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Rapper and actor Will Smith urged rappers to serve as role models for black communities at the annual BET Awards. "The kids that are making these trends, making these songs, don’t understand the level of effect that black Americans have around the world," Smith said in an interview. "Black Americans are so elevated, it’s almost worship." The gangsta lifestyle is celebrated in black communities for its portrayal of strength, Smith said. "That’s the image of survivors. The dude that sells the drugs or has the guns or is most willing to kill somebody is the dude that has the greatest potential for survival, or at least that’s the perception. So that’s what people strive for."

At the awards, hip-hop artist Kanye West won "Video of the Year" for the hit "Jesus Walks." This raises several issues. For example, what incentives do rappers have to view themselves as role models? Is a "gangsta" rapper really likely to see himself in that role anyway? Are entertainers the best role models for black kids? Are not black entrepreneurs, professors, pastors, teachers, and the like, better role models?

In my years of observing and participating in the legislative process both as a voter and as a legislative aide, I have noted a number of tendencies common to politicians of all political persuasions. High on this list are two items: first, politicians have a deep desire to be seen by their constituents as helpful problem-solvers. If that means bringing the full force of the federal or state government down on an issue that should be solved at the local level, well, so be it. Re-election beckons.

Unfortunately, another common trait of legislators is the fact that they are extremely busy individuals. Between legislative sessions, committee meetings, constituent calls, dealing with the press, district events, fundraising, campaigning, and traveling between all of the above, there simply isn’t much time to spend deeply pondering the probable outcomes of all of the various actions a legislature can take.

As a result, legislative “problem solving” often is relegated to the appropriations process. In other words, well-meaning politicians throw money at perceived problems and needs and hope that the problem goes away.

The end result of such activity is often the opposite of the legislative intent. And it’s not strictly an American problem. In an interview on the Australian Broadcasting Company, Dr. Samuel Gregg of the Acton Institute talks about the negative effects on local voluntary organizations when government tries to “help.” (4.3 mb mp3)

Blog author: jballor
Tuesday, June 28, 2005
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AMD is suing Intel, claiming "freedom of choice and the benefits of innovation…are being stolen away in the microprocessor market," says Hector Ruiz, AMD chairman, president and chief executive.

This case raises concerns over at Fast Company Now, as Kevin Ohannessian writes,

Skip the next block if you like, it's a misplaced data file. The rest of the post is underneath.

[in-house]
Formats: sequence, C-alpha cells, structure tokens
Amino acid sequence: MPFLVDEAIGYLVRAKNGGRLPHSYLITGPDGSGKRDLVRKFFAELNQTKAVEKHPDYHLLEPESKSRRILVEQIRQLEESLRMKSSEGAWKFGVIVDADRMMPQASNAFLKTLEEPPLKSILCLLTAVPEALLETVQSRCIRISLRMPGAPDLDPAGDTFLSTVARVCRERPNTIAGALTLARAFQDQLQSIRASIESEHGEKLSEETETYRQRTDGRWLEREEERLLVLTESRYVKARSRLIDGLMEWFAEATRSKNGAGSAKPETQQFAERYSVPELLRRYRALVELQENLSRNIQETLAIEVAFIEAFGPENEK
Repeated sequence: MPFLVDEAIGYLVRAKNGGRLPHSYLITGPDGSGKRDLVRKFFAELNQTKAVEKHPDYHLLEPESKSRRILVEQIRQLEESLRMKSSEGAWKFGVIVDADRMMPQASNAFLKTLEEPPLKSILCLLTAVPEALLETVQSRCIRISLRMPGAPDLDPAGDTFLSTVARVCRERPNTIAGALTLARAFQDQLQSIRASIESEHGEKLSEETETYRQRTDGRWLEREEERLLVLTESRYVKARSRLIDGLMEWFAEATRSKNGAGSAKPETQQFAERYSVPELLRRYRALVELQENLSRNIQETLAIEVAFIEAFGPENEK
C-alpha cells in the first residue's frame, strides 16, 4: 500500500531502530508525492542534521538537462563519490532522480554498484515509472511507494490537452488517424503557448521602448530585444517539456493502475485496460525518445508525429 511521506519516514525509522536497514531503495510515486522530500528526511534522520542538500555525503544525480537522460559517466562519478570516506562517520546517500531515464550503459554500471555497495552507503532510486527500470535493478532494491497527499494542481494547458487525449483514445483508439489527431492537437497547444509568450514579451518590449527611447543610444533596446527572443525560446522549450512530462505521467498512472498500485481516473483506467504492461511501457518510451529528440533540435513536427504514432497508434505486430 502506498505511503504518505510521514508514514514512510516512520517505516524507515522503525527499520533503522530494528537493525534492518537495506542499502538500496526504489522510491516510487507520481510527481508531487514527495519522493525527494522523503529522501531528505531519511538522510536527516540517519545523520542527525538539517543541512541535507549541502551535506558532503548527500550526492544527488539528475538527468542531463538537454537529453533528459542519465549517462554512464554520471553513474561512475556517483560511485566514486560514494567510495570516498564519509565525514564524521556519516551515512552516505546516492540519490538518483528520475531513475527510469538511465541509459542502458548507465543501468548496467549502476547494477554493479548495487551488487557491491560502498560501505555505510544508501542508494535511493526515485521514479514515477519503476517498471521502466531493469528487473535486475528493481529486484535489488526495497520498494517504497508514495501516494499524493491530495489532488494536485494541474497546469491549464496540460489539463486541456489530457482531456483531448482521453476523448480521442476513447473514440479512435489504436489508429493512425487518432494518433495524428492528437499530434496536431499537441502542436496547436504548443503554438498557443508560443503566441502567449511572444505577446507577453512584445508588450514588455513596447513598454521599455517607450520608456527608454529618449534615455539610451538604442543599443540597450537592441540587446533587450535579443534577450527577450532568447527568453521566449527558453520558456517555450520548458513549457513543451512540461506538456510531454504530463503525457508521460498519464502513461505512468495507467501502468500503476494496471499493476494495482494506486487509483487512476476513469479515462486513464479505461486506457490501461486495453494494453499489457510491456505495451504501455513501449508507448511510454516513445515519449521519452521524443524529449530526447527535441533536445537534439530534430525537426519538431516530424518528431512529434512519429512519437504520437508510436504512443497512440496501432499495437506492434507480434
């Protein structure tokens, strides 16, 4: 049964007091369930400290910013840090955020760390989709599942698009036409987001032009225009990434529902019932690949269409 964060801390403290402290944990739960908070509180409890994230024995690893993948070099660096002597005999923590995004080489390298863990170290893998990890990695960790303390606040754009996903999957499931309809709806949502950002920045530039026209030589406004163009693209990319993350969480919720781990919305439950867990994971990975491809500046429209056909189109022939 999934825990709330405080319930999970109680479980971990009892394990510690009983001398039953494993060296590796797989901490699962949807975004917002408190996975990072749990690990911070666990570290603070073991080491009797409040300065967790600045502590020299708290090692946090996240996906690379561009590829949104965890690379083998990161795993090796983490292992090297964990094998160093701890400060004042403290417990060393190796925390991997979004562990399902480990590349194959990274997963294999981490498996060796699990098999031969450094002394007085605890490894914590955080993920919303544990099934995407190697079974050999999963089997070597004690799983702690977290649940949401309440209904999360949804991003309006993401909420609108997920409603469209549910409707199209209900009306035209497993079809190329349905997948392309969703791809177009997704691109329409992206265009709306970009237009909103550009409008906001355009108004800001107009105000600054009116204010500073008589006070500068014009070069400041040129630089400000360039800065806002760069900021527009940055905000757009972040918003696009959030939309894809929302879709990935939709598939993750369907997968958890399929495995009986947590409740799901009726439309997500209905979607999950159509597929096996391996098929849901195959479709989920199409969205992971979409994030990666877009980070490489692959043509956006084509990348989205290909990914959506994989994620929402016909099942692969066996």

I worry that this could start a new trend. Is a competitor trouncing you? Sue him. Do you feel your product is underperforming due to unfair opposition? Take your rival to court. It does seem at times that America is a nation built on litigation, but capitalism is about competition. Such lawsuits should make competition more fair, and not replace it altogether. Let us hope the next year proves this to be the case.

Tort reform policy is an important part of addressing the litigious mind-set of America. Ohannessian’s comment brings out the critically important role of the courts, as arbiters of justice. But they should be arbiters of the last resort, not replacing other structures and spheres of reconciliation.

In Trial by Fury, the latest volume in the Christian Social Thought Series, law professor Ronald J. Rychlak makes the argument that the tort system needs to be oriented to the common good in order to maximize justice. And part of realizing the common good is appreciating the role of essential mediating institutions.

USAID Administrator Andrew Natsios set the record straight at a U.N. conference when he told the gathering that the United States has "no intention" of committing to a goal for foreign aid pegged to a percentage of gross domestic product. Some countries are pressing for the U.S. to commit to an official development assistance (ODA) goal of 0.7 percent of GDP, a figure that would oblige the United States to spend more than $90 billion annually. The Washington Times reported that Natsios "vigorously defended" the American aid policy, and had this to say about pegging assistance to the U.N.’s or anyone else’s "official" number:

"There is ample evidence that ODA is not generally the limiting factor on nations’ development. Development progress is first and foremost a function of country commitment and political will to rule justly, promote economic freedom and invest in people."

Yet, the U.N. and E.U. continue to push these arbitrary ODA goals. Reminds you of the way that French farmers force feed geese to produce foie gras. Only, with superabundant foreign aid, the only ones getting stuffed are people like Nigeria’s Sani Abacha and his kleptocrat fraternity.